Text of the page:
I am allergic to antitrust law, but after reading Hiba Hafiz’s recent article, I understand that my aversion is problematic. This paper combines an analysis of trademark law, labor law, and antitrust law to explain how employers exploit trademark law protections and defenses to control labor markets and underpay and under-protect workers. For most IP lawyers and professors, this article will open our minds to some collateral effects of trademark law’s consumer protection rationale on other areas of law with important consequences for economic and social policies.
The Brand Defense says it “takes a systemic view of intellectual property, antitrust and work law,” which means reading it demands keeping several balls in the air and following their interacting paths. It is worth the effort. Here are three paths the article’s argument follows.
First, Hafiz explains how broadened trademark protections for franchisors, like McDonalds, shift obligations from the franchisor to the franchisee. This means that individual restaurants or other franchisees must tightly monitor workers and products in service to “the brand.” This monitoring means that ingredients, components, machines, and processes are strictly regulated under the franchise agreement, leaving little leeway on profit margin for the franchisee except in the cost of labor.
Second, franchisors structured their relationships with franchisees as independent business entities to take advantage of developing antitrust law to functionally immunize their franchisor-franchisee relationships from antitrust liability. Vertical integration by contract or license (as opposed to through ownership) supposedly produces economic efficiencies to consumers, which is thought to alleviate the need for close antitrust scrutiny. But, as Hafiz demonstrates in her literature and doctrinal review of antitrust law, antitrust benefits are supposed to flow both to product markets and labor markets. Hafiz shows that when franchisee-franchisor agreements significantly constrain franchisee choice in the production of goods and services, this leads franchisees to skimp on worker protections and wages, which is also an antitrust harm. Hafiz persuasively argues that antitrust court decisions mistakenly view brand protection (through trademark licensing agreements) as ultimately encouraging competition between brands to consumers’ benefit while ignoring the harm to labor markets.
The third path follows the development of lawful but distressing labor practices by which upstream employers can avoid responsibility towards downstream franchisee workers by arguing a combination of trademark protection (“the brand defense”) and vertical disintegration. Upstream franchisors impose obligations on downstream employer-franchisees through businesses contracts, which include trademark licenses. They use this to claim the absence of a joint-employer relationship despite stringent flow-through quality control requirements. Once again, product quality and labor policy are artificially disentangled. Concern over the latter is hidden or depressed in favor of the consumer welfare justification that anchors both trademark and antitrust law.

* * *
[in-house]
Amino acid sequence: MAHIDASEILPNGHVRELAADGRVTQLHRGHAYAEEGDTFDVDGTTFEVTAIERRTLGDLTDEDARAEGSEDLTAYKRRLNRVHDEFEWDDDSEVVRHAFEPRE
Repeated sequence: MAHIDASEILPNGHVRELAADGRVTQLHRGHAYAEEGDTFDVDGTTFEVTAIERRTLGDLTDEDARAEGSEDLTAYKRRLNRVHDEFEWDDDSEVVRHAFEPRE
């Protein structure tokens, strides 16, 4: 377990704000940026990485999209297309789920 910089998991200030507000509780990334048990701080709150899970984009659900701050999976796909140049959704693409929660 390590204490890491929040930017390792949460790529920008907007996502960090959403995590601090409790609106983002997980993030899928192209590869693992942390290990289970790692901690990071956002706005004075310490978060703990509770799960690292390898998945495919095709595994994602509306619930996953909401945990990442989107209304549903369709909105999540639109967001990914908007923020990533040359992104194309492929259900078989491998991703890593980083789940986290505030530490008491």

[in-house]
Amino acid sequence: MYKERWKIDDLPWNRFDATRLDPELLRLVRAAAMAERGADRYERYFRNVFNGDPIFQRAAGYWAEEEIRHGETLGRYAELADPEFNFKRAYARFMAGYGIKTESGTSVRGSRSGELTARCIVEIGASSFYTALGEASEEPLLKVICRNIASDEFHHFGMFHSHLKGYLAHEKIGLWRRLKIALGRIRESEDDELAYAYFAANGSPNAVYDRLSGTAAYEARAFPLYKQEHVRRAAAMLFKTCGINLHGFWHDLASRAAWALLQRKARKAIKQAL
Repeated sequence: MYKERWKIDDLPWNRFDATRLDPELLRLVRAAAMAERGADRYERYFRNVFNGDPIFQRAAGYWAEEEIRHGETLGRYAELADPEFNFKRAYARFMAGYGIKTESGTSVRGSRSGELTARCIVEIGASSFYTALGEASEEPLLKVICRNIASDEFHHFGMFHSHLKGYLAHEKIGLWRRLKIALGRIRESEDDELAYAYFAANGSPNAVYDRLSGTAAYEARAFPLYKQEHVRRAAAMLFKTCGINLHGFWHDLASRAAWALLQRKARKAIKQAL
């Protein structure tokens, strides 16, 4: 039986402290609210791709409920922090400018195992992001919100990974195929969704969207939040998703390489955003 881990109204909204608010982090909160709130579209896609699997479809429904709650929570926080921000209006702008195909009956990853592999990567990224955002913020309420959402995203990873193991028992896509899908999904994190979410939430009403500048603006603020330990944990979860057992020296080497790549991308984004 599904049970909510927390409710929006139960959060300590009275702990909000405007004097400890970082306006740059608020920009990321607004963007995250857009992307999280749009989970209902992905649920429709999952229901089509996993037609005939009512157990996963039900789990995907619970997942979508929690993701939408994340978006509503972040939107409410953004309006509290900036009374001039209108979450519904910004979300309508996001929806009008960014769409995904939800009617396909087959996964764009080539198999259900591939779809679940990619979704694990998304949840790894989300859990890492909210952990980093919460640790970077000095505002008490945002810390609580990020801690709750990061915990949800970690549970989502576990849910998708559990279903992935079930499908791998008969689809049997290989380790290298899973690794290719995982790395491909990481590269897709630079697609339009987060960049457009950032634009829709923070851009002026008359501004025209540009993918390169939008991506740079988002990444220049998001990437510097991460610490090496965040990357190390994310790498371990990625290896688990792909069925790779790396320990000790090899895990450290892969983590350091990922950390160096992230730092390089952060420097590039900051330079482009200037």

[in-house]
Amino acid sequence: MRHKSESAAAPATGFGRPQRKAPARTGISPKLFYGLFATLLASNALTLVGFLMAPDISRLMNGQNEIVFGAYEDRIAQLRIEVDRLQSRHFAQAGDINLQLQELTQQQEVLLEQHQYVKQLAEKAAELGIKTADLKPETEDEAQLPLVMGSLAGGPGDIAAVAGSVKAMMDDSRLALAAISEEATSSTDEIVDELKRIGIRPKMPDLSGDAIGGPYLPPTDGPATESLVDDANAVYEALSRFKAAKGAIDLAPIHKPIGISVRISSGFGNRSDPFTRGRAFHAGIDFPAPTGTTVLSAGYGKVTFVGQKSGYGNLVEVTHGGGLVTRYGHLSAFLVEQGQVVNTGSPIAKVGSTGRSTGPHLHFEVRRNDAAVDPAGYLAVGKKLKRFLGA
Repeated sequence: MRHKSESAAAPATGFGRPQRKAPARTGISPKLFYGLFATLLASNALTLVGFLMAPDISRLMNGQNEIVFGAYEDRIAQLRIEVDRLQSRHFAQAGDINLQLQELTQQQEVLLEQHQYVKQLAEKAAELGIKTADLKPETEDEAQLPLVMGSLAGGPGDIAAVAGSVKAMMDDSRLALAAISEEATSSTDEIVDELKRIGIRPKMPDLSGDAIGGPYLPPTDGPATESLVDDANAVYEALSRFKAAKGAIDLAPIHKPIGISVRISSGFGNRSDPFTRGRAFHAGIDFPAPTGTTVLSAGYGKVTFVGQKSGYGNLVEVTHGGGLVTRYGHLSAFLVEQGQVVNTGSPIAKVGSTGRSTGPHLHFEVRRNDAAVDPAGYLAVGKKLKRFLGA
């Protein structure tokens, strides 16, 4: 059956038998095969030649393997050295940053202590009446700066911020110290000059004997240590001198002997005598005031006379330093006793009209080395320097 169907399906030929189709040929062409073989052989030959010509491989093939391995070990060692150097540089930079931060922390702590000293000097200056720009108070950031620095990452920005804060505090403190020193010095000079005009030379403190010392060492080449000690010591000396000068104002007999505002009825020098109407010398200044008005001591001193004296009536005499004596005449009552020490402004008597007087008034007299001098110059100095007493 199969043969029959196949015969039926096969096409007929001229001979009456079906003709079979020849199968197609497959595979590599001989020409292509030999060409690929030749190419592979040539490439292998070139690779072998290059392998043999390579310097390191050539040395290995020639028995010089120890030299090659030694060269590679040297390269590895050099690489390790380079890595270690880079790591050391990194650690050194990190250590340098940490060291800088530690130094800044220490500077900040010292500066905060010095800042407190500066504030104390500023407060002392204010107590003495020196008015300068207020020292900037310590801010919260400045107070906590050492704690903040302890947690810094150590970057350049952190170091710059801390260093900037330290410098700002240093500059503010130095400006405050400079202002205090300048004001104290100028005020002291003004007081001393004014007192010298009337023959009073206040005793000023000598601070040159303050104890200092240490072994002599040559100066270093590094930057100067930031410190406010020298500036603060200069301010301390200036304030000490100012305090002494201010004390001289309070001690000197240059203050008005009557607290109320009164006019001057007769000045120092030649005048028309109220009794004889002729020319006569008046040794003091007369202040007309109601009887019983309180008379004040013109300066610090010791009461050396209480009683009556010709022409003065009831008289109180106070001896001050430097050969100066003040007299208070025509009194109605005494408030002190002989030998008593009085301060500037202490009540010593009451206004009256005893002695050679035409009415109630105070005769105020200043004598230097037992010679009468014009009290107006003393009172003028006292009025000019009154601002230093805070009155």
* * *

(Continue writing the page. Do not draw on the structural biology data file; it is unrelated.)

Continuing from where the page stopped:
There is so much to commend this article: its succinct legal history of the three areas of law; the clarity of its doctrinal analysis in light of the complex and interacting legal regimes; and the unapologetic championing of worker power in an era of increased economic inequality and burgeoning threats to democracy that ideally ensures accountability.
Different readers will draw different insights from it. The breadth of the terrain it covers makes it broadly appealing. When reading The Brand Defense, intellectual property lawyers and professors are likely to experience something familiar suddenly becoming strange. Hafiz describes how trademark law meant to promote consumer confidence and pro-consumer competition between goods and services is harnessed to justify anticompetitive vertical restraints and unfair labor practices.
Trademarks … confer broad value as legal trumps in antitrust and work law, immunizing lead firms’ legal exposure for anticompetitive conduct in labor markets and work law violations. Upstream firms have thus deployed a sophisticated set of legal strategies highlighting purported consumer benefits of branding in a way that has successfully obscured agency and court view of the effects of their market power, or wage-setting power, in downstream labor markets and over downstream employees’ terms and conditions of work. (P. 51.)
This is not the typical trademark framework, to say the least. And those writing and thinking about how broader scope of trademark protection produces incumbency benefits, disadvantages small companies, and injures competition and communication, should take note. The Brand Defense is a thoroughly devastating critique of contemporary trademark practice along related lines, but it enlists the adjacent legal fields of work law and antitrust to drive the points home. The doctrinal and regulatory reforms proposed at the end are straightforward, bold, and unfortunately (to me) unlikely to transpire given the current political climate. But the proposals derive from diverse legal mechanisms and thus provide various opportunities of attack.
I cannot guess how readers from the antitrust or labor law fields will find The Brand Defense. If you are less allergic to trademark law than I am to antitrust law, Hafiz’s article is well worth your time. Even if you are allergic, Hafiz’s sophisticated ideas, delivered in systematic arguments, will bring you far enough along to learn a lot about the twenty-first century workplace and the doctrinal and regulatory framework inhibiting the fight against destabilizing economic inequality.